I joined about 6 months ago and my manager is absolutely great. I don’t have anything where I think they can be better at at this stage. At the current stage, I feel like I have a lot of self improvement to do before expecting anything more from them. What do I say in the critical feedback section for my manager?
No one is unimpeachable in all areas. Even amazing people could have greater impact or better balance priorities. What may be true is you aren’t exposed to all of these things or may not know how to identify them. That isn’t an insult, that’s a realistic assessment.
Is on-call a non-issue? Even joining it when you’re new?
Do engineers feel empowered to push back on unreasonable goals?
Does the team feel like the right balance is being made between paying down debt and new work? (Even if the right balance is there, the manager isn’t communicating well if the team disagrees)
Your experience is a really great onboarding, but there’s like 100 other dimensions and concerns, from cross team collaboration to planning to fighting for headcount (or not to lose it), and so on. Again, don’t expect you’d be exposed to all of it, but there may be a few things that are suboptimal you have seen even if they don’t seem egregious.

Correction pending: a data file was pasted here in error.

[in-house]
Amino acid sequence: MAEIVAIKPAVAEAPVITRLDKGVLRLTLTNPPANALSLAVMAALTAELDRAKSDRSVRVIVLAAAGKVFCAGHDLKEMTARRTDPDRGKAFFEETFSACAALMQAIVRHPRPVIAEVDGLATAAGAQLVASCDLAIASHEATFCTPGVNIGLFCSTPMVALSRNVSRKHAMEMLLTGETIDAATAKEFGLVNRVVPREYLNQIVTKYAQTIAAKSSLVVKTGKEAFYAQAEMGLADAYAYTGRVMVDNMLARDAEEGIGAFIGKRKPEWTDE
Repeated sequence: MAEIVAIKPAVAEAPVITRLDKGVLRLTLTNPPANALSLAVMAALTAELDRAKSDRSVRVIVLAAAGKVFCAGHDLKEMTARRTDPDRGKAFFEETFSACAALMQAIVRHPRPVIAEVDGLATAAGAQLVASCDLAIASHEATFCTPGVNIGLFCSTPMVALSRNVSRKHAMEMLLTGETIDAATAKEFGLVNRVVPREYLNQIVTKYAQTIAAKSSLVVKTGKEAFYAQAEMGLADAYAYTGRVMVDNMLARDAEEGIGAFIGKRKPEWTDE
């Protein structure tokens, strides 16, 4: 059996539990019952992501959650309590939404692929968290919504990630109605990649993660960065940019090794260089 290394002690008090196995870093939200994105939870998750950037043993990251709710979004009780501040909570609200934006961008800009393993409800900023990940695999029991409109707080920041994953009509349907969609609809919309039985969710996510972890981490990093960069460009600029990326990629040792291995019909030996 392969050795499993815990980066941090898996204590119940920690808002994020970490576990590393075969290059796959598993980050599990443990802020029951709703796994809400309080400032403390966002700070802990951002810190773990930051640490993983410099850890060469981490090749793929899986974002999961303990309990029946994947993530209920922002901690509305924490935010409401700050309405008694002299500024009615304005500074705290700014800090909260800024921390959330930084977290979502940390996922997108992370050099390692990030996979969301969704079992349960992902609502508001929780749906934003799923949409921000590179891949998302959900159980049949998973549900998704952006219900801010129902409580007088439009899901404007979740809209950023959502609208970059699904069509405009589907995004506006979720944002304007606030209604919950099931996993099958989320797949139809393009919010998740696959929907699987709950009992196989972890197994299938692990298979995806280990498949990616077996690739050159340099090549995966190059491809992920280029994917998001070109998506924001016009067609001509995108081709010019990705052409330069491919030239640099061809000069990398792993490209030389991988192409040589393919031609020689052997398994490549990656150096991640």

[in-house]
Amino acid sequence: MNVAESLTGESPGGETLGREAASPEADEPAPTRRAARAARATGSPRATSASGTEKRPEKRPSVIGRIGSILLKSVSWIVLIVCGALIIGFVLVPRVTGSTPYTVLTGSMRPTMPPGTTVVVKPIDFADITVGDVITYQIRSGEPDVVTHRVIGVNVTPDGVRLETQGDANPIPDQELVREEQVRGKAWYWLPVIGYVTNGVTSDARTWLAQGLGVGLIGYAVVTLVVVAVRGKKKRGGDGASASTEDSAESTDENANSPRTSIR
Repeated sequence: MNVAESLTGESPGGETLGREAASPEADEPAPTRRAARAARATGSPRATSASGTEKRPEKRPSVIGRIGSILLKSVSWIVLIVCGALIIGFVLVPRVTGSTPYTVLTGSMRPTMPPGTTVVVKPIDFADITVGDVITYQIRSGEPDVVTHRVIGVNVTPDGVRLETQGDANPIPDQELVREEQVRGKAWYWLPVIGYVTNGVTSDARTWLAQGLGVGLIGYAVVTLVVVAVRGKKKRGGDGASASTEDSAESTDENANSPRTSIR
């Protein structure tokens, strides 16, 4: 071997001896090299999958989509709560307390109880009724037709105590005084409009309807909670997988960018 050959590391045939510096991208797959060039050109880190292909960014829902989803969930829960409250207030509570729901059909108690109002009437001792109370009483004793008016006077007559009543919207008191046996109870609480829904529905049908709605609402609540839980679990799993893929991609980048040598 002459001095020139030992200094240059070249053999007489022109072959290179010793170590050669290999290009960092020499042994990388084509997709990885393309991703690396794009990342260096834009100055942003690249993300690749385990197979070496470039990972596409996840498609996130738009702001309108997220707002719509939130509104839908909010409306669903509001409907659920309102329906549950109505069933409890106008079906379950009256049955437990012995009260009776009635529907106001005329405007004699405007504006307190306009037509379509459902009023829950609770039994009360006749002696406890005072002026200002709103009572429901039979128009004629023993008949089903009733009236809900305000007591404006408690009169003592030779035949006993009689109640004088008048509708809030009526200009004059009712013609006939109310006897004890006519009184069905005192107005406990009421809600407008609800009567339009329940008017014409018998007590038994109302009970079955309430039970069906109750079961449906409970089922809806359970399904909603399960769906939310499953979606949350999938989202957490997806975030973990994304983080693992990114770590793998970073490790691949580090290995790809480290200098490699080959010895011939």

If there is no negative, the critical feedback can focus on how they can spread their impact if they truly are the Kwisatz Haderach. Does your team have an amazing planning system that others don’t use? Why aren’t they selling it?
You won’t get any negative blowback if you give no negative feedback, but it’s harder to include glowing feedback when there was no critical feedback to balance it. I’ve had to exclude positive feedback because no critical feedback was given.
Instead of framing it as, "what negative feedback do I have about my manager?", think about it as, "what could my manager continue doing to have (even more) impact?"
I also think it's totally OK to not have any "critical feedback" to give to your manager, given you are six-month into your entry level role.
Another idea is that you could potentially use this exercise to help you increase your own understanding of what does a good manager and good team look like. Ask around - what does your teammates think of the team and their work, and what they struggling with? Is there anything here that you agree with? If so, amplify their voice instead.
Check-in with your peers outside of your team, maybe from bootcamp, to see how their managers are and see whether your current feelings are accurate. There maybe interesting discussions to be had there that could inform your feedback to your manager.